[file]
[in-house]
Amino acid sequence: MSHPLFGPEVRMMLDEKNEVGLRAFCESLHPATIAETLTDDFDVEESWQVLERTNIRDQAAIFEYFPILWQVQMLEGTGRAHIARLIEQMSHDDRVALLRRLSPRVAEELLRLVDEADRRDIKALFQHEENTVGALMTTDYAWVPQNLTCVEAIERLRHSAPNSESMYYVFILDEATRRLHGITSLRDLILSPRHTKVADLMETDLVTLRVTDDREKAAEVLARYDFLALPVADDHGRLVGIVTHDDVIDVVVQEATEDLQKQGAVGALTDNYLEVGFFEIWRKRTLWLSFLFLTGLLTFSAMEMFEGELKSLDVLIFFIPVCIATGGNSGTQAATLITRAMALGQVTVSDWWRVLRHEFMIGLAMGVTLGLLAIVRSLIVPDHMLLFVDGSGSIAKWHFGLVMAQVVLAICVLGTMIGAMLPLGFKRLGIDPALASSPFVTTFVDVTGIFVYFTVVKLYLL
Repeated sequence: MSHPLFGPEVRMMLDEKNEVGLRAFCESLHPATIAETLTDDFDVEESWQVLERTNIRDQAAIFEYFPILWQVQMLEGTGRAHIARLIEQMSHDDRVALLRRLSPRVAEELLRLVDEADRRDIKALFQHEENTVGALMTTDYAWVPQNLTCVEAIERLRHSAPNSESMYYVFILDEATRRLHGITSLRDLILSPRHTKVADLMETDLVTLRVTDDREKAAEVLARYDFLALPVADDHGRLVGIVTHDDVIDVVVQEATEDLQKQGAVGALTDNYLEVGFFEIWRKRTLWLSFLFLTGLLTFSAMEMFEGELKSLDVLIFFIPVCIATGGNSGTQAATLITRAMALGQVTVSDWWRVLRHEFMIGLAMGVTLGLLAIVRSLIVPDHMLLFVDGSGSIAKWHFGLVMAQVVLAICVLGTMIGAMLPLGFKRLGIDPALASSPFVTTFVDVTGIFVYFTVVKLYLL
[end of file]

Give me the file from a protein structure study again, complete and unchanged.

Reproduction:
[in-house]
Amino acid sequence: MSHPLFGPEVRMMLDEKNEVGLRAFCESLHPATIAETLTDDFDVEESWQVLERTNIRDQAAIFEYFPILWQVQMLEGTGRAHIARLIEQMSHDDRVALLRRLSPRVAEELLRLVDEADRRDIKALFQHEENTVGALMTTDYAWVPQNLTCVEAIERLRHSAPNSESMYYVFILDEATRRLHGITSLRDLILSPRHTKVADLMETDLVTLRVTDDREKAAEVLARYDFLALPVADDHGRLVGIVTHDDVIDVVVQEATEDLQKQGAVGALTDNYLEVGFFEIWRKRTLWLSFLFLTGLLTFSAMEMFEGELKSLDVLIFFIPVCIATGGNSGTQAATLITRAMALGQVTVSDWWRVLRHEFMIGLAMGVTLGLLAIVRSLIVPDHMLLFVDGSGSIAKWHFGLVMAQVVLAICVLGTMIGAMLPLGFKRLGIDPALASSPFVTTFVDVTGIFVYFTVVKLYLL
Repeated sequence: MSHPLFGPEVRMMLDEKNEVGLRAFCESLHPATIAETLTDDFDVEESWQVLERTNIRDQAAIFEYFPILWQVQMLEGTGRAHIARLIEQMSHDDRVALLRRLSPRVAEELLRLVDEADRRDIKALFQHEENTVGALMTTDYAWVPQNLTCVEAIERLRHSAPNSESMYYVFILDEATRRLHGITSLRDLILSPRHTKVADLMETDLVTLRVTDDREKAAEVLARYDFLALPVADDHGRLVGIVTHDDVIDVVVQEATEDLQKQGAVGALTDNYLEVGFFEIWRKRTLWLSFLFLTGLLTFSAMEMFEGELKSLDVLIFFIPVCIATGGNSGTQAATLITRAMALGQVTVSDWWRVLRHEFMIGLAMGVTLGLLAIVRSLIVPDHMLLFVDGSGSIAKWHFGLVMAQVVLAICVLGTMIGAMLPLGFKRLGIDPALASSPFVTTFVDVTGIFVYFTVVKLYLL